In part three, Emotional Intelligence Applied, we dig into what EQ looks like in relationships, and what the lack thereof is like. Personal, professional, and medical are the areas delved into, and the last particularly interested me. I had a few discussions with Martina on the future of medicine, opining that there would come a day when most of the heavy lifting would be done by automated systems. She contended that she didn’t want a machine to tell her she had something wrong with her, she wanted a person. I retorted that there would in fact be people who specialized in this, and being selected for communication ability and empathy, would serve the purpose far better than people selected for the ability to grind books for twelve years. In fact, the research tends to support that, given adequate diagnostic and treatment generation technology, this would actually be an improvement to the outcomes of our medical systems.

The rest of the book (two more sections) leans heavily on the value and desirability of teaching emotional intelligence to the young, and it makes a strong case for it. We’re not serving ourselves by pushing our children to be straw vulcans, Spocks with no understanding of how to name, understand, and cope with the emotions that we and others generate in response to reality. I feel good about recommending Emotional Intelligence, long as it is, to any reader who wants a better understanding of their system one, and how to get along with it for fun, profit, and a longer, healthier, more successful life.

Book Review – The Willpower Instinct

The Willpower Instinct: How Self-Control Works, Why It Matters, and What You Can Do to Get More of It, a work by Kelly McGonigal, does exactly what it says on the tin. Laid out in ten chapters structured after the ten-week course, “The Science of Willpower”, that she led at Stanford’s Continuing Studies program, the text is informed by research and refined by real world tests of the material by people in actual rather than lab conditions – always a bonus for research on people, who’ll happily act one way when a research subject, and totally differently at home.

Each chapter takes up a particular facet of willpower, from the broad overview in chapter one, to chapter three’s explanation of the muscle model of willpower, to chapter five’s tearing down of the ‘pleasure’ center of the brain (Spoiler: It’s not really pleasure, it’s promise-of-pleasure. Biology is weird.) willpower is seen from many different angles, giving an excellent view of the big picture in digestible chunks.

Some of the information from studies I had been previously aware of, but it’s good to have it all compiled in one place, and much of it had clearer / more extensive explanations than my prior understanding. Some of it, like chapter 4’s explanation of willpower hypocrisy, was entirely novel to me. It makes intuitive sense that feeling like we’ve done a good and difficult thing enables us to convince ourselves that we deserve a treat or break from our discipline, but it’s also frustrating that biology should work that way. Still, the awareness I’ve gained of the phenomena from Professor McGonigal’s book seems likely to better enable me to stay on track.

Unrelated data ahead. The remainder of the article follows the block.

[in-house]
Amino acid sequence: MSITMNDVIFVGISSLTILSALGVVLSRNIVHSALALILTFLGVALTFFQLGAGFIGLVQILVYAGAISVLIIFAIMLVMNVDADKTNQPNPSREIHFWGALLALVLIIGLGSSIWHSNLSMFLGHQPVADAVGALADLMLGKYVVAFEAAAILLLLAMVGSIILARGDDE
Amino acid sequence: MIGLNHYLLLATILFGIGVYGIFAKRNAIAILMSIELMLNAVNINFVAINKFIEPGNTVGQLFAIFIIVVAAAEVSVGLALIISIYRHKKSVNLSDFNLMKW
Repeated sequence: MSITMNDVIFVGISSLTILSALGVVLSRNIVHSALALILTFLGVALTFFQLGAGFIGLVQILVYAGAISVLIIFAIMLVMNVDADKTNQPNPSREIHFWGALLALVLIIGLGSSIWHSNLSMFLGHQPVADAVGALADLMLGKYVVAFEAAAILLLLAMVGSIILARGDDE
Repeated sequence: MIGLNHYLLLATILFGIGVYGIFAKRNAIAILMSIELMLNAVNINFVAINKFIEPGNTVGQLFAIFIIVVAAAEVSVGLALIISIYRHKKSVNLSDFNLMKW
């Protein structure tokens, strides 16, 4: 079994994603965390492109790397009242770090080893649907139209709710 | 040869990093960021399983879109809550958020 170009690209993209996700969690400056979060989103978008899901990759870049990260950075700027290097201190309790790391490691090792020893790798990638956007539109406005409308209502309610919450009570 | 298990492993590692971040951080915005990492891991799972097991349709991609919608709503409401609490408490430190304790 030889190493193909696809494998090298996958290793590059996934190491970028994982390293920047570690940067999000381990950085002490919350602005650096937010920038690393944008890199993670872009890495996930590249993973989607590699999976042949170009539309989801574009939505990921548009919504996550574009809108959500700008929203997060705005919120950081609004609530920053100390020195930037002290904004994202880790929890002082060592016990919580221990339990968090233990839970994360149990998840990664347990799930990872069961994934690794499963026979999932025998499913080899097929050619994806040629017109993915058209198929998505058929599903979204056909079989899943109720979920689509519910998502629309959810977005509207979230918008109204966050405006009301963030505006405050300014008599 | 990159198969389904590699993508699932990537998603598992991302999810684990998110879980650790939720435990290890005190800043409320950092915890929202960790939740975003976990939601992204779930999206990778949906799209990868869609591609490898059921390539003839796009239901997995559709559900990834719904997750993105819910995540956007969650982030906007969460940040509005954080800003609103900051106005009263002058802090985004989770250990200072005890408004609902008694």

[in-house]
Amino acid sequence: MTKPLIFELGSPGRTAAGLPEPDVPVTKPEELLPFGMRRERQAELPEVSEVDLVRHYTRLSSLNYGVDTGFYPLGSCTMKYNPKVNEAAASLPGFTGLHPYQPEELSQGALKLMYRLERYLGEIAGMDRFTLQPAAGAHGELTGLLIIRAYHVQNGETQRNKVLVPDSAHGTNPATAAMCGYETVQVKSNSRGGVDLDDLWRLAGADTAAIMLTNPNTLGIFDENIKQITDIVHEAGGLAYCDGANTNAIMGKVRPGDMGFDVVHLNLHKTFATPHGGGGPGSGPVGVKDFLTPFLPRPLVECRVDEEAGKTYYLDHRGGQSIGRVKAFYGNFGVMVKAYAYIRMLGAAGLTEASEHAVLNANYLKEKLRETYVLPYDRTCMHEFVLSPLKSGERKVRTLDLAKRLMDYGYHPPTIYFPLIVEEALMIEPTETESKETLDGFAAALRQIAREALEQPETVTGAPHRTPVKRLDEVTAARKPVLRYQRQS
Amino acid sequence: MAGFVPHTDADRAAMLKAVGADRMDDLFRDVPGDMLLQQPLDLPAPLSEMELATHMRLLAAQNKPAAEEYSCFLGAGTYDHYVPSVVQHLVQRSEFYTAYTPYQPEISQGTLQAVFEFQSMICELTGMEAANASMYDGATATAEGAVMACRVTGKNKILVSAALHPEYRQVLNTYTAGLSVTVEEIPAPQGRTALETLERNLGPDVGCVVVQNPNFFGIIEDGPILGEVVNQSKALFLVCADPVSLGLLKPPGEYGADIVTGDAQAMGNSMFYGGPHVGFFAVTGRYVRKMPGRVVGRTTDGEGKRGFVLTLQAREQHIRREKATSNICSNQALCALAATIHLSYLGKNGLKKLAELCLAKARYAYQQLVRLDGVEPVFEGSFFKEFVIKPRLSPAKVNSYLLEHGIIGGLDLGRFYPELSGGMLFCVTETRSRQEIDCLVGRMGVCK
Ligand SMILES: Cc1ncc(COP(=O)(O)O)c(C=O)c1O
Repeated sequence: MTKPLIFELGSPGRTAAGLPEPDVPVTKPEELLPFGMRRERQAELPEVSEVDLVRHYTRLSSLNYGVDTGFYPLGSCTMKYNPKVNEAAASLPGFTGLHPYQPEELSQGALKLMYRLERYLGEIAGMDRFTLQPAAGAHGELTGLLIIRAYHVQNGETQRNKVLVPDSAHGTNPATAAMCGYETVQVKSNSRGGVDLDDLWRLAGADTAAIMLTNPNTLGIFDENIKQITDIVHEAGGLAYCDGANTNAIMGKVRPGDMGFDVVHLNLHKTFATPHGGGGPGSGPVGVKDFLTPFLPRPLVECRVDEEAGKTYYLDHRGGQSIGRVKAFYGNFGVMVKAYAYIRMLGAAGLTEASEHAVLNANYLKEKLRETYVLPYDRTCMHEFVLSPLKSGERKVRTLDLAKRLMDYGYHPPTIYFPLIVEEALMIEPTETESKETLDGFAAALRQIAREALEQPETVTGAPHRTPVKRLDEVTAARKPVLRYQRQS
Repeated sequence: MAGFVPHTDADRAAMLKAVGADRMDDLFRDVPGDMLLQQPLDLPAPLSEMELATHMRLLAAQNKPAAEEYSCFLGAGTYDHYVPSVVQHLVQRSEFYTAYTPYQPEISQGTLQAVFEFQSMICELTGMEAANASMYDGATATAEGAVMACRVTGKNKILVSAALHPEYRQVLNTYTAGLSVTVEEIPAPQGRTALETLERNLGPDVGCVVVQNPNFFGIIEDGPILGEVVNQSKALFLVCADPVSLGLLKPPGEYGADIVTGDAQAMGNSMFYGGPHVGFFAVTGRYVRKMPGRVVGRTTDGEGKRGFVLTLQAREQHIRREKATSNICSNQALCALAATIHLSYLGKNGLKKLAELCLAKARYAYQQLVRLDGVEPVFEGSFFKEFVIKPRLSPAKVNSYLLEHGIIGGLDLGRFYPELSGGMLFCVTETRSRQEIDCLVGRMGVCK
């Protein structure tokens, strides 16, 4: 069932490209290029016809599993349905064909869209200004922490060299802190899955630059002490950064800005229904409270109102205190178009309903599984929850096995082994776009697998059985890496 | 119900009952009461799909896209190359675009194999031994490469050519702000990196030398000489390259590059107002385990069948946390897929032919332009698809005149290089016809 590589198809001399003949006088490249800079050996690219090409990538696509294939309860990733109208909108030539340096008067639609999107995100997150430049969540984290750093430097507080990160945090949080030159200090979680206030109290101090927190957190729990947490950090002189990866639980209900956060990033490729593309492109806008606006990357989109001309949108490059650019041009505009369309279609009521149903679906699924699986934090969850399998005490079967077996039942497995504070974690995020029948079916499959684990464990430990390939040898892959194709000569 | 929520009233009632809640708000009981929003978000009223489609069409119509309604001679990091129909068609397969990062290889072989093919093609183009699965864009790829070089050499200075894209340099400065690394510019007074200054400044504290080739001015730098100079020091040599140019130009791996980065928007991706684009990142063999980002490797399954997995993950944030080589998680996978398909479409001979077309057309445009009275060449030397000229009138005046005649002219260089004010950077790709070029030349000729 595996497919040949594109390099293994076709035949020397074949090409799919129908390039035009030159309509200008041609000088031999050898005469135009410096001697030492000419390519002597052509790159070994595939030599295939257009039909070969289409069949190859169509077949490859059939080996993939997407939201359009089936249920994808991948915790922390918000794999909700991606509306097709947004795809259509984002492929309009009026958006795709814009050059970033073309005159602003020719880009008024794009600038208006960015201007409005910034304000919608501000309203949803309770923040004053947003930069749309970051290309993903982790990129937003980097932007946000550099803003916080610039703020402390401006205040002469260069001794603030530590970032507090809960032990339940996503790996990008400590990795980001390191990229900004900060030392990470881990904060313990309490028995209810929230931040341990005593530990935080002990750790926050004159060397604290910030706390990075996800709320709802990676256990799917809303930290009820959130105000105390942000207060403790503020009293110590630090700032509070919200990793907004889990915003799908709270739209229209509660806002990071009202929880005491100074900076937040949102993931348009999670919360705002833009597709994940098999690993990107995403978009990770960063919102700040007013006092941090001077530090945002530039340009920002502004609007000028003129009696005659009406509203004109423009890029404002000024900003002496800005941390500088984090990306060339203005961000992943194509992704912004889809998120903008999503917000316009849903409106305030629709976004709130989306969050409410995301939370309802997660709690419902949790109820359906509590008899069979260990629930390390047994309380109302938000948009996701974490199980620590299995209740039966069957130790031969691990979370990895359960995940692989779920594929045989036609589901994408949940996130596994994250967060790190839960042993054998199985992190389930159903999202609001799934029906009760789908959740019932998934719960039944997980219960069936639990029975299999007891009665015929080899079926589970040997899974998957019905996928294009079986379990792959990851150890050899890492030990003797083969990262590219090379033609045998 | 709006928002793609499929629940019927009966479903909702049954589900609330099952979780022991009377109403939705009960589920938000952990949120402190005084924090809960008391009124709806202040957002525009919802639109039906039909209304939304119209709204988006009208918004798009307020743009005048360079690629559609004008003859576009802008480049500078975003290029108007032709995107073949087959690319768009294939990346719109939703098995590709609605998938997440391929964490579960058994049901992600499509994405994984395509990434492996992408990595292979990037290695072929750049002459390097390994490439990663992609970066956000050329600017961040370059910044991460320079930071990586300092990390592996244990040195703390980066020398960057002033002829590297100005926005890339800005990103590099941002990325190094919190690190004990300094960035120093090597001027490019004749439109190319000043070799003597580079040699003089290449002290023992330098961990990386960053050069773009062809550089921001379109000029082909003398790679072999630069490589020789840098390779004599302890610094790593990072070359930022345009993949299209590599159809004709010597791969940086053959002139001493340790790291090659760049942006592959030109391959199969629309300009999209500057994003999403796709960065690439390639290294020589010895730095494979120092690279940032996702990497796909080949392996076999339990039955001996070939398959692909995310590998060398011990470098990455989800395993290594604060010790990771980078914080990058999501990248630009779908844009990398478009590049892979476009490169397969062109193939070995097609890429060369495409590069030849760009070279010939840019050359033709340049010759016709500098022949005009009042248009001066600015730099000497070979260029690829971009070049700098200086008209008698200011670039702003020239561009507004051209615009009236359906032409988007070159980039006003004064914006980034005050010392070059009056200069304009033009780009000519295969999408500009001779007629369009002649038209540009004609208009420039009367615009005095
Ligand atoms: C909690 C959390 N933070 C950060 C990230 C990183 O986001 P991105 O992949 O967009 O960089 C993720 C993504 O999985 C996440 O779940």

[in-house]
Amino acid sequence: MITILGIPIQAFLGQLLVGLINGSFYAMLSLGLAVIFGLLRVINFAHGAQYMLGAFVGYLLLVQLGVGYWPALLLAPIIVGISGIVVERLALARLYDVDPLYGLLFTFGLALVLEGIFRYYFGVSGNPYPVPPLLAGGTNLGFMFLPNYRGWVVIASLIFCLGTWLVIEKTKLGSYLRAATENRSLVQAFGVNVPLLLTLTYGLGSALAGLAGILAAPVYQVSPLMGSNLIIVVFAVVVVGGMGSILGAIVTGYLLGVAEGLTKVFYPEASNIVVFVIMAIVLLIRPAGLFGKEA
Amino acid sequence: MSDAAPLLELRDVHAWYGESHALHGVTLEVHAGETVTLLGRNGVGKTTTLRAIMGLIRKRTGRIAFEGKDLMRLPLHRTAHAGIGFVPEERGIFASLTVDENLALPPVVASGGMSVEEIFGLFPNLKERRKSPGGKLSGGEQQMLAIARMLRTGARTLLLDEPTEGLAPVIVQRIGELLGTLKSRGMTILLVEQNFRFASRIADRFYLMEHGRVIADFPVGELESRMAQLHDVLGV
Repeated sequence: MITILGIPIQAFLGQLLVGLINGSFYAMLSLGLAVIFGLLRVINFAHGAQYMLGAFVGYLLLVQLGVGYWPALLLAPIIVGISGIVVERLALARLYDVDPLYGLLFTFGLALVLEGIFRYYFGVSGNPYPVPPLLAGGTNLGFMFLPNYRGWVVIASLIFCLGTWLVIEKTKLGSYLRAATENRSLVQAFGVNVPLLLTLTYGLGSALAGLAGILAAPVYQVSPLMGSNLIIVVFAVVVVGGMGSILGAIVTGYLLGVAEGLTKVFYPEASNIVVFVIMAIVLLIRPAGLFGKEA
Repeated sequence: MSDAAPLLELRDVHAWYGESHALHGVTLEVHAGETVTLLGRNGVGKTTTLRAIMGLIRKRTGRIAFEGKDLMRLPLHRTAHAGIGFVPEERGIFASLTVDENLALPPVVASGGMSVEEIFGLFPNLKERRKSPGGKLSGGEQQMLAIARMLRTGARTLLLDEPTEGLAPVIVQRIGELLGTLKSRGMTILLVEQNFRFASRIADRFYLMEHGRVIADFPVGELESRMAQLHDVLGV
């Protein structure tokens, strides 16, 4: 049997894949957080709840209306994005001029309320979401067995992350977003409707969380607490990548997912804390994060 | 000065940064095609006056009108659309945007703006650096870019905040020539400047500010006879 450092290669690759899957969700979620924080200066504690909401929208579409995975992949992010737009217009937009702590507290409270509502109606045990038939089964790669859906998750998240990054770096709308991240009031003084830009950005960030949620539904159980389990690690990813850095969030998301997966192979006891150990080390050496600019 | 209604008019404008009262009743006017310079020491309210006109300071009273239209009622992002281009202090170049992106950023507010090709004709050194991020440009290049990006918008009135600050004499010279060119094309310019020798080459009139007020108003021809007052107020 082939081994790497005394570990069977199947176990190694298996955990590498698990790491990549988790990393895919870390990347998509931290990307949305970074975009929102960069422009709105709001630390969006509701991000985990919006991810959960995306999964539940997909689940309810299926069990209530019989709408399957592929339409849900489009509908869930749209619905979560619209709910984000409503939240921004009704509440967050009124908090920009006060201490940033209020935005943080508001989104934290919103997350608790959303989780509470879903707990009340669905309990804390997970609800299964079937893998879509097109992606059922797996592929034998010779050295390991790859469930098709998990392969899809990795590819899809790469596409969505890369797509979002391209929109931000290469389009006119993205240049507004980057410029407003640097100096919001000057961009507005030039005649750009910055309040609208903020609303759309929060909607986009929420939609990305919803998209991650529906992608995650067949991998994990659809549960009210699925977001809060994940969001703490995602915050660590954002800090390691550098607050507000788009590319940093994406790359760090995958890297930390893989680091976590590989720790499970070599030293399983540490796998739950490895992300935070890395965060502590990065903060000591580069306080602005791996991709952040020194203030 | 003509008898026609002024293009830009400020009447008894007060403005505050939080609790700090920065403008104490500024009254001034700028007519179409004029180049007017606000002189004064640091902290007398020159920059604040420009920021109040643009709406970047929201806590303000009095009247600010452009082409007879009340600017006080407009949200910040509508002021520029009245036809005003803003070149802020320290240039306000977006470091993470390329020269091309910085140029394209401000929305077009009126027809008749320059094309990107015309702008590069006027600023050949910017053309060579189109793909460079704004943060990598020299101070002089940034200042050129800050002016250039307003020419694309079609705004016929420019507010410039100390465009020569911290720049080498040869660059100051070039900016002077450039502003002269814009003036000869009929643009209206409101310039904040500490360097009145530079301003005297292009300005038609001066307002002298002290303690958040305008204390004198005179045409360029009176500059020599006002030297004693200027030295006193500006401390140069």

That the brain has numerous tricks built in, to keep us from resisting temptations that were harmful to resist in the ancestral environment is not news, but the number and insidiousness of them was surprising to me. That contemplating being virtuous tomorrow will enable the aforementioned license to sin, for example, was both novel, and depressing. We really are built for an environment of scarcity, where resisting the urge to grab it with both hands was the wrong move, and this is doing us no favor in the modern world.

Lest I convince you all is doom and gloom, worry not, dear reader. Each chapter describes a facet of willpower, and how to use it to your advantage. Delaying your gratification, thinking about why you’re engaging in this feat of mind over mind, reorienting your “I won’t” efforts (spend the next thirty seconds not thinking about a blue-eyed polar bear) to be “I will” efforts, even forgiving yourself rather than treating yourself to a heaping plate full of guilt, can all lead you to be the sort of person whose iron will is the envy of her friends.

Well-written, thoroughly researched, and humorous and serious in just the right measures, The Willpower Instinct is a book you’ll want to exercise your will to start, and might find yourself having to do the same to put it down. I expect I’ll be rereading it soon, because I charged through it in days, and I want to take a more leisurely trek through, trying each technique and giving them some time to show their stuff. I would definitely recommend this book to anyone who ever wants to perform actions by choice, rather than on autopilot. Unless you’re already a scientist in this field, you’re sure to learn something, and I suspect you’ll find what you learn quite useful as you walk your path in this temptation-dripping world we’ve built from the ancestral environment brought up in chapter one.